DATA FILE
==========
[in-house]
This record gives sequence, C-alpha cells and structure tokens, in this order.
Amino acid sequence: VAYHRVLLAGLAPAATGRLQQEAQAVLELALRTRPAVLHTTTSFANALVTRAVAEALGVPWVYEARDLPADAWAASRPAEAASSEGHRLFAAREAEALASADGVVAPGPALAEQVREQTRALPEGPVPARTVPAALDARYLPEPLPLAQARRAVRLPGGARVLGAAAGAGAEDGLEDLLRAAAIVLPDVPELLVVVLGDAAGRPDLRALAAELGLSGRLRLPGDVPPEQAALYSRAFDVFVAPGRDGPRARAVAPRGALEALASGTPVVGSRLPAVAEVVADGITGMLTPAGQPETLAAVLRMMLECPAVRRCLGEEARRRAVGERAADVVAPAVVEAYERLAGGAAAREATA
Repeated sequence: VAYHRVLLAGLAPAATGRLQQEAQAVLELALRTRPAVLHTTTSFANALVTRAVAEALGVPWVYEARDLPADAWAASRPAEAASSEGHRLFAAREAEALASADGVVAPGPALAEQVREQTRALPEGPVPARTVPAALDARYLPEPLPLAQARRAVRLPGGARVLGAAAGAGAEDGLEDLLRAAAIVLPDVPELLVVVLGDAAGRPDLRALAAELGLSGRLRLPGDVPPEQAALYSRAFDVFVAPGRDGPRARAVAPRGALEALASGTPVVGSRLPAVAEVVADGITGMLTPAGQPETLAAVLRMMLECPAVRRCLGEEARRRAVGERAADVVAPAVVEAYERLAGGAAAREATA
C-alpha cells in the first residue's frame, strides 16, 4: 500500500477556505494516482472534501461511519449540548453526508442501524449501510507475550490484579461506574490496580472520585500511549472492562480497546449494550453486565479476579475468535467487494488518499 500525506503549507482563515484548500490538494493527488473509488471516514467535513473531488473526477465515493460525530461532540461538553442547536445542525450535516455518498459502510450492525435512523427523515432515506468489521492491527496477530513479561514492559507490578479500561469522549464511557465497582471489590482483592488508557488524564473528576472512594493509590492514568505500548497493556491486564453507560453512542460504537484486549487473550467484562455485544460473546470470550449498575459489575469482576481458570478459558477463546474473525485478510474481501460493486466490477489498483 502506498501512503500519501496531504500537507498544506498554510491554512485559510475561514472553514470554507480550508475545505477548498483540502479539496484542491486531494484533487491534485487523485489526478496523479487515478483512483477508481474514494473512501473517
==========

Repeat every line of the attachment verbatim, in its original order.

[in-house]
This record gives sequence, C-alpha cells and structure tokens, in this order.
Amino acid sequence: VAYHRVLLAGLAPAATGRLQQEAQAVLELALRTRPAVLHTTTSFANALVTRAVAEALGVPWVYEARDLPADAWAASRPAEAASSEGHRLFAAREAEALASADGVVAPGPALAEQVREQTRALPEGPVPARTVPAALDARYLPEPLPLAQARRAVRLPGGARVLGAAAGAGAEDGLEDLLRAAAIVLPDVPELLVVVLGDAAGRPDLRALAAELGLSGRLRLPGDVPPEQAALYSRAFDVFVAPGRDGPRARAVAPRGALEALASGTPVVGSRLPAVAEVVADGITGMLTPAGQPETLAAVLRMMLECPAVRRCLGEEARRRAVGERAADVVAPAVVEAYERLAGGAAAREATA
Repeated sequence: VAYHRVLLAGLAPAATGRLQQEAQAVLELALRTRPAVLHTTTSFANALVTRAVAEALGVPWVYEARDLPADAWAASRPAEAASSEGHRLFAAREAEALASADGVVAPGPALAEQVREQTRALPEGPVPARTVPAALDARYLPEPLPLAQARRAVRLPGGARVLGAAAGAGAEDGLEDLLRAAAIVLPDVPELLVVVLGDAAGRPDLRALAAELGLSGRLRLPGDVPPEQAALYSRAFDVFVAPGRDGPRARAVAPRGALEALASGTPVVGSRLPAVAEVVADGITGMLTPAGQPETLAAVLRMMLECPAVRRCLGEEARRRAVGERAADVVAPAVVEAYERLAGGAAAREATA
C-alpha cells in the first residue's frame, strides 16, 4: 500500500477556505494516482472534501461511519449540548453526508442501524449501510507475550490484579461506574490496580472520585500511549472492562480497546449494550453486565479476579475468535467487494488518499 500525506503549507482563515484548500490538494493527488473509488471516514467535513473531488473526477465515493460525530461532540461538553442547536445542525450535516455518498459502510450492525435512523427523515432515506468489521492491527496477530513479561514492559507490578479500561469522549464511557465497582471489590482483592488508557488524564473528576472512594493509590492514568505500548497493556491486564453507560453512542460504537484486549487473550467484562455485544460473546470470550449498575459489575469482576481458570478459558477463546474473525485478510474481501460493486466490477489498483 502506498501512503500519501496531504500537507498544506498554510491554512485559510475561514472553514470554507480550508475545505477548498483540502479539496484542491486531494484533487491534485487523485489526478496523479487515478483512483477508481474514494473512501473517